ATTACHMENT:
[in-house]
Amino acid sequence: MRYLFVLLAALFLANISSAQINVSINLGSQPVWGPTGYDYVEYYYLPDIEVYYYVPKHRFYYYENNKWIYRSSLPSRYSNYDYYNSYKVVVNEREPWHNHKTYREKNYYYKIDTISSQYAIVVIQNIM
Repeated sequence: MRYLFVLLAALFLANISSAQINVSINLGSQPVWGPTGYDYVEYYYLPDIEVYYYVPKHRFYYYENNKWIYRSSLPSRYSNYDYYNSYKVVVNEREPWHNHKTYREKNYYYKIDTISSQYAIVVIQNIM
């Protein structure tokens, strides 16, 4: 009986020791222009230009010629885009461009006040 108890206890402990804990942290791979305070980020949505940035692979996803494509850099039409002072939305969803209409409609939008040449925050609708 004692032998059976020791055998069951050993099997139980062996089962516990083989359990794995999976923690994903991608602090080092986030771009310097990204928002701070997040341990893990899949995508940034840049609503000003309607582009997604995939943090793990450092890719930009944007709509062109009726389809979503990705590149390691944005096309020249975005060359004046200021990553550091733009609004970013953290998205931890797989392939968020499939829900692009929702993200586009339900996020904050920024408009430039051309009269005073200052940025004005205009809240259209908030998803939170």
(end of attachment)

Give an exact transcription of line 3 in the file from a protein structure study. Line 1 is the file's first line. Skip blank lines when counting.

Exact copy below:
Repeated sequence: MRYLFVLLAALFLANISSAQINVSINLGSQPVWGPTGYDYVEYYYLPDIEVYYYVPKHRFYYYENNKWIYRSSLPSRYSNYDYYNSYKVVVNEREPWHNHKTYREKNYYYKIDTISSQYAIVVIQNIM